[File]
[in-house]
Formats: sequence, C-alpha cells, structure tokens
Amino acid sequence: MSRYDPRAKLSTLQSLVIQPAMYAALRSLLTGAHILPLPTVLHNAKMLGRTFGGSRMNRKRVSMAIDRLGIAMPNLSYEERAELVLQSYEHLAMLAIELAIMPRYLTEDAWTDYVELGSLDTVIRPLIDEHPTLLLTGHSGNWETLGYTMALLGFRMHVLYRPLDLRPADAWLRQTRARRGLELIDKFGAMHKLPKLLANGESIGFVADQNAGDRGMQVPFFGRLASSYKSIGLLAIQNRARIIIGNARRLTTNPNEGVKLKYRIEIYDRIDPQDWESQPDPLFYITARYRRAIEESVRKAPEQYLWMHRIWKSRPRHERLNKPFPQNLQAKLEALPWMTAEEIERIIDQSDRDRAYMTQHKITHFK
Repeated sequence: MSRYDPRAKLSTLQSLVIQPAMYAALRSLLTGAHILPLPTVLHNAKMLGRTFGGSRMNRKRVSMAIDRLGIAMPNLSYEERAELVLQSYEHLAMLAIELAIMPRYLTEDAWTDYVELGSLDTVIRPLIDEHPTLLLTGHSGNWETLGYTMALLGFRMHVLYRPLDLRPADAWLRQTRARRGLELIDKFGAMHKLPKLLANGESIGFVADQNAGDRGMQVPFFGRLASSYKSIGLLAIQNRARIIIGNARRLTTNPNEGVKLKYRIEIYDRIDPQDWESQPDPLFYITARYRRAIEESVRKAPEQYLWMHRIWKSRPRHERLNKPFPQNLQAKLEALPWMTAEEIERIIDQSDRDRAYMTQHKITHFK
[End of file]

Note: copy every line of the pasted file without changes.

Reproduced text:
[in-house]
Formats: sequence, C-alpha cells, structure tokens
Amino acid sequence: MSRYDPRAKLSTLQSLVIQPAMYAALRSLLTGAHILPLPTVLHNAKMLGRTFGGSRMNRKRVSMAIDRLGIAMPNLSYEERAELVLQSYEHLAMLAIELAIMPRYLTEDAWTDYVELGSLDTVIRPLIDEHPTLLLTGHSGNWETLGYTMALLGFRMHVLYRPLDLRPADAWLRQTRARRGLELIDKFGAMHKLPKLLANGESIGFVADQNAGDRGMQVPFFGRLASSYKSIGLLAIQNRARIIIGNARRLTTNPNEGVKLKYRIEIYDRIDPQDWESQPDPLFYITARYRRAIEESVRKAPEQYLWMHRIWKSRPRHERLNKPFPQNLQAKLEALPWMTAEEIERIIDQSDRDRAYMTQHKITHFK
Repeated sequence: MSRYDPRAKLSTLQSLVIQPAMYAALRSLLTGAHILPLPTVLHNAKMLGRTFGGSRMNRKRVSMAIDRLGIAMPNLSYEERAELVLQSYEHLAMLAIELAIMPRYLTEDAWTDYVELGSLDTVIRPLIDEHPTLLLTGHSGNWETLGYTMALLGFRMHVLYRPLDLRPADAWLRQTRARRGLELIDKFGAMHKLPKLLANGESIGFVADQNAGDRGMQVPFFGRLASSYKSIGLLAIQNRARIIIGNARRLTTNPNEGVKLKYRIEIYDRIDPQDWESQPDPLFYITARYRRAIEESVRKAPEQYLWMHRIWKSRPRHERLNKPFPQNLQAKLEALPWMTAEEIERIIDQSDRDRAYMTQHKITHFK